Abbott Initiates ILUMIEN IV Trial to Assess OCT-Guided Stent Placement in High-Risk, Complex CAD Patients
April 11, 2018—Abbott Vascular announced the initiation of the ILUMIEN IV clinical trial evaluating long-term outcomes of patients undergoing stent implantation guided by optical coherence tomography (OCT) compared to angiography.
According to the company, the prospective, single-blind, multicenter ILUMIEN IV trial will randomize complex and high-risk patients to OCT-guided versus angiography-guided procedures for placement of one or more of Abbott's Xience everolimus-eluting coronary stents.
The primary endpoints are superiority of OCT-guided versus angiography-guided stent implantation in achieving a larger postprocedural lumen dimension and improved clinical cardiovascular outcomes out to 2 years, defined by target vessel failure (a composite endpoint of cardiac death, target vessel myocardial infarction, and ischemia-driven target vessel revascularization).The ILUMIEN IV trial is the first large-scale randomized global study using Abbott Vascular's OCT imaging in patients with high-risk, complex coronary artery disease, noted the company.
The first patient was enrolled by Franco Fabbiocchi, MD, Director of the Invasive Cardiology Unit IV at IRCCS Centro Cardiologico Monzino in Milan, Italy.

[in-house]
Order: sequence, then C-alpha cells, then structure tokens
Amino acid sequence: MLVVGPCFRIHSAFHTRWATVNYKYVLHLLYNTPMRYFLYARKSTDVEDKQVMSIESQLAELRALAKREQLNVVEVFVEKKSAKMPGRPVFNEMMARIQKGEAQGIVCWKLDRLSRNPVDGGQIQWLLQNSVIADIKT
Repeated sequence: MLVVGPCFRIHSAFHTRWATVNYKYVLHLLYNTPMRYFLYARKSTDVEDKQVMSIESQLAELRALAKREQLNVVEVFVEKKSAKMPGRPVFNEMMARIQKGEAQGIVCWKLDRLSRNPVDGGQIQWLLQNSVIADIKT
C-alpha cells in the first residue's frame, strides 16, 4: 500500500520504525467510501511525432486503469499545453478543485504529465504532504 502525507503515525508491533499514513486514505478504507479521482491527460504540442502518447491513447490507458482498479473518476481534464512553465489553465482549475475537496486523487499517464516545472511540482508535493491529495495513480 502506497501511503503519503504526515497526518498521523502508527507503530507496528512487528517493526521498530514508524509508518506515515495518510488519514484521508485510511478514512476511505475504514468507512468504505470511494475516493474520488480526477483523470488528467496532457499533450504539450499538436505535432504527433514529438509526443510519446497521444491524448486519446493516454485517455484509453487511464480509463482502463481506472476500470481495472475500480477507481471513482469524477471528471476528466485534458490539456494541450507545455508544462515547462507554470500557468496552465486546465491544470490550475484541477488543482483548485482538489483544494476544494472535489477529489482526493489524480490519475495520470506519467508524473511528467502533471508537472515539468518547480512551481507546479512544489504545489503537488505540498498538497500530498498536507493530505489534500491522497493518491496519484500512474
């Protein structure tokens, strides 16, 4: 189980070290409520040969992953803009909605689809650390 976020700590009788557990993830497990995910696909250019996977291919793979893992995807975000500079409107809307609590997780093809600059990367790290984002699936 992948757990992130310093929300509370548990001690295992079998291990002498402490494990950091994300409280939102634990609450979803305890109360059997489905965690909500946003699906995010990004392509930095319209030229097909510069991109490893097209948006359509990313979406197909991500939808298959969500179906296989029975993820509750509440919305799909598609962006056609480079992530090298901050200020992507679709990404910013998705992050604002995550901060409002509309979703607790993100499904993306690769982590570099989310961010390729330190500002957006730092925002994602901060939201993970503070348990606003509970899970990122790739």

The ILUMIEN IV trial will enroll up to 3,650 patients with high-risk, complex disease at 125 centers in North America, Europe, and Asia to determine if OCT-guided stent procedures result in larger vessel diameters and whether this will improve clinical outcomes for patients compared to stent procedures guided by angiography. The company noted that patients with complex disease may have multiple blockages or totally blocked arteries, as well as other diseases such as diabetes, and these patients account for an increasing number of cases.
Ziad A. Ali, MD, Coprincipal Investigator of the study, commented in Abbott Vascular's announcement, "Today, most of the world uses angiography for stent implantation using a two-dimensional view of the coronary artery to assess a complex three-dimensional structure. Physicians need new technology to help optimize percutaneous coronary intervention, and OCT provides just that, the ability to look at the artery from the outside-in and the inside-out."
Dr. Ali, who is Director of Intravascular Imaging and Physiology at Columbia University Medical Center's Center for Interventional Vascular Therapy in New York, New York, continued, "I'm confident this technology will have a positive impact on clinical practice around the world and we hope to provide evidence for leading medical organizations to update clinical guidelines for stent implantation based on the results of this study."